Death penalty is unfair form of punishmentThey just don't...

the Forum

January 12, 1994

Death penalty is unfair form of punishment

They just don't "get it," do they?

I'm speaking of people such as Robert P. Miller of Baltimore, John E.H. Bailey of Riderwood and all of the other staunch advocates of capital punishment. (Mr. Miller and Mr. Bailey both had letters on the issue in The Evening Sun Jan. 5.)

In his letter, Mr. Miller bases his argument for capital punishment on the ridiculous premise that the death penalty is, in fact, a deterrent, regardless of all studies which prove it to be just the opposite.

He states that "if these cold-blooded criminals were put to death by one of our 'humanitarian methods'" (a statement which I find to be an incredible paradox), it would "deter" that particular individual from committing the same or a similar offense if and when he is paroled.

In his letter, Mr. Bailey states the single thing that is most wrong with capital punishment. He says, "I think the governor's commission on death penalty's findings are in keeping with the view of most citizens -- that is, to favor the death penalty in certain cases."

And who, Mr. Bailey, gets the privilege of "playing God" to determine which of several perpetrators of like crimes is sentenced to death, and which isn't?

One doesn't necessarily have to be anti-capital punishment . . . to see the things which are so wrong with the death sentence as it is now being administered.

First, as Mr. Bailey himself says, it is not being doled out in an equitable manner. The state prosecutor -- all alone -- decides whether or not to seek the death penalty in a capital case. His decision might not be capricious, but it most certainly is subjective.

And then there is the inequality of the different laws regarding capital punishment among the 50 states. Is it just and equitable for someone who commits a capital crime in a "death penalty state" to be executed, while someone else -- in perhaps a contiguous state which has the death penalty -- who commits the "same" crime gets "life" and is out on the streets again in less than 20 years? I think not.

It's time to forget all of the hullabaloo about whether or not capital punishment is "cruel and unusual." Even the Supreme Court can't come to definite conclusions on that issue. The fact is that capital punishment is totally unfair and inequitable as it exists today. And it is for that reason that it must not be an option.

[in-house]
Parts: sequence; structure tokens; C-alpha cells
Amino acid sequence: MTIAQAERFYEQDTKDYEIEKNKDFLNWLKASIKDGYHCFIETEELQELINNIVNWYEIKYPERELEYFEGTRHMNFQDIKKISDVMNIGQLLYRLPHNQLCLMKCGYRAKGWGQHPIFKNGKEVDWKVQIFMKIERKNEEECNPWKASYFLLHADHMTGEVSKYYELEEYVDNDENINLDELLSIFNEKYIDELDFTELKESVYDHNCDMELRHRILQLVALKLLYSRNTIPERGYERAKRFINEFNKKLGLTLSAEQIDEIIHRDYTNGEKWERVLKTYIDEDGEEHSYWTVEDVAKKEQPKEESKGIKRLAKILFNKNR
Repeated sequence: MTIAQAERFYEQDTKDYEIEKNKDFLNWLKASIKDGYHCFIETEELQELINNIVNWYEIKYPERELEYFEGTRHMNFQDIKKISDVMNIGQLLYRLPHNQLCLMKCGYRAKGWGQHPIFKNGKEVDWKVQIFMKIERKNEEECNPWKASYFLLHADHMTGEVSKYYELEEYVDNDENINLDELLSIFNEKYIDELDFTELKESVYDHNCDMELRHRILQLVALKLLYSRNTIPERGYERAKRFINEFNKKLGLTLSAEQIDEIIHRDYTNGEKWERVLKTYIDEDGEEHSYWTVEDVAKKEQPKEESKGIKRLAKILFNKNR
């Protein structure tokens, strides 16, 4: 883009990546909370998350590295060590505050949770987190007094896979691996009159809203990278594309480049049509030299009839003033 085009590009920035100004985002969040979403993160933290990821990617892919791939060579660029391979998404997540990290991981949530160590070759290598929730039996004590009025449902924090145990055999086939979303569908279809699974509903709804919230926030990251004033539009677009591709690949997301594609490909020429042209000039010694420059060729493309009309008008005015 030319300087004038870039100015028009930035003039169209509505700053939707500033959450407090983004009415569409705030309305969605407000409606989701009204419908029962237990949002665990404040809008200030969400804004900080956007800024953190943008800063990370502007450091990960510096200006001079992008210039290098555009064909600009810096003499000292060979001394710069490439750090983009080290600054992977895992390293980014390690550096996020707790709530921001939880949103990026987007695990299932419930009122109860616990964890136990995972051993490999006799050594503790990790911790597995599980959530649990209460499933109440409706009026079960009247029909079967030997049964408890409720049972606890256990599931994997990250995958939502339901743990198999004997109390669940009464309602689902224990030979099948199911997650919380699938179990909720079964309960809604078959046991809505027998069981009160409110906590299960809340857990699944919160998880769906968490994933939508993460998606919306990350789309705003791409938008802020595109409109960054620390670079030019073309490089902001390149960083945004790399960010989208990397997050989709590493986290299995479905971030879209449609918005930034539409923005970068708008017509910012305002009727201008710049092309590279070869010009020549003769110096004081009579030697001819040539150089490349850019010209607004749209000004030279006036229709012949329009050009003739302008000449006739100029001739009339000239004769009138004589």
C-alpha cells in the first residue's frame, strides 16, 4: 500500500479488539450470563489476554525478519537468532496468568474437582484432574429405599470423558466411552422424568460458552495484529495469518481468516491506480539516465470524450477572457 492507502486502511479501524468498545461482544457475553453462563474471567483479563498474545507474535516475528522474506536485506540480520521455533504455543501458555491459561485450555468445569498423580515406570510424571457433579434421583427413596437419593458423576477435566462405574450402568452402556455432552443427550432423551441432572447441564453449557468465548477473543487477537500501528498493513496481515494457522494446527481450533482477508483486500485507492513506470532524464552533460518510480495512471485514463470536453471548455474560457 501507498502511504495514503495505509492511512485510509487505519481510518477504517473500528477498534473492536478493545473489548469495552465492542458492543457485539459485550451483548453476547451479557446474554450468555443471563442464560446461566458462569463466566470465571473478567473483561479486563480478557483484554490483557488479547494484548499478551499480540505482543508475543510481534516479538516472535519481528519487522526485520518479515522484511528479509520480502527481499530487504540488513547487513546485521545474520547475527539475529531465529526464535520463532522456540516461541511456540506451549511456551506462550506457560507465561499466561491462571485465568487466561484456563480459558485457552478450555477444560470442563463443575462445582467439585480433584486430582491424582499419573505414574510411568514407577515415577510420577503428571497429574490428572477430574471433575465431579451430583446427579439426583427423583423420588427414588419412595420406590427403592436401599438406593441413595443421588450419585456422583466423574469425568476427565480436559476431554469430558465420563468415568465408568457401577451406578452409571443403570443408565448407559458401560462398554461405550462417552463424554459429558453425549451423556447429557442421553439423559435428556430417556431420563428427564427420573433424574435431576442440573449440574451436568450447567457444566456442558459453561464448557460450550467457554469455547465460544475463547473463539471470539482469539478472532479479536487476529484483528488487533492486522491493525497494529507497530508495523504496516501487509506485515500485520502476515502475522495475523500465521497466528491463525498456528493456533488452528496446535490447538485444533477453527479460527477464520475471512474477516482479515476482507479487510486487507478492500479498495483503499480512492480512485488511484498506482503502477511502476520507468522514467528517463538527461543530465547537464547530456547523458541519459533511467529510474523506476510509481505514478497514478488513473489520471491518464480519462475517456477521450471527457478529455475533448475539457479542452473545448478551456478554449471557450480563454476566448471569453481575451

Have we "got it" now?

Louis P. Boeri

Baltimore

Moral beacons

Maybe President Clinton deserves the darts thrown his way for activities while governor. However, we are in an era of politicians who matured through the pot-smoking 1960s, the divisive 1970s and the wheel-deal-steal 1980s, all shared with Hollywood's philosophy that no excess is too great to commercially visualize or record, and the sad but true clergy sex scandals.

Was there anything that magazines and newspapers would not put into words or pictures in the name of free expression? What public person emerging from that period is not tainted in some way? Who really pulls at each end of the moral leash?

If the public and media hold this generation of office seekers to near perfection standards, then we will surely have a static government run by political eunuchs and neutered wimps.

What do we want -- public policy or Puritan symbolism? Out of the 17 presidents of this century, I count maybe six who would pass the test. Would the great ones care enough to step forward to lead today?

Mr. Clinton's critics should ask themselves: If I had been invited to Donald and Marla's wedding or Howard Stern's New Year's Eve party or to share insider information with Michael Milken, would I have done so?

No shining ethical or moral beacons there to illuminate one's way. Maybe People magazine stamps "allowed" on our personal standards.

Quentin D. Davis

Aberdeen

Witch hunt

The recent "rave" at the Timonium Fairgrounds was a tribute to the fact that the majority of today's youth can assemble for the purpose of having fun without creating destruction and havoc.

Instead, Michael Gimbel of the Baltimore County substance abuse office created an unfavorable image with innuendoes, assumptions, insinuations and unfounded charges resulting in negative press.

The headlines should have read "2,000 young people attend all-night dance party with no incidence of bashing, trashing or smashing."

As your editorial "Rant and rave" (Jan. 4) pointed out, neither the management of the fairgrounds, the police nor the community residence took issue with the event. Thus one wonders why Mr. Gimbel finds it necessary to conduct a modern-day witch hunt.

The party had a non-alcoholic ruling and tight security was provided for the sake of compliance.

I was working at the event for seven and a half hours and am a more reliable observer than Mr. Gimbel, who spent about 15 minutes on the premises Friday evening. Your editorial accurately identified a need for an alternative to "teen-agers and young adults hanging on street corners."

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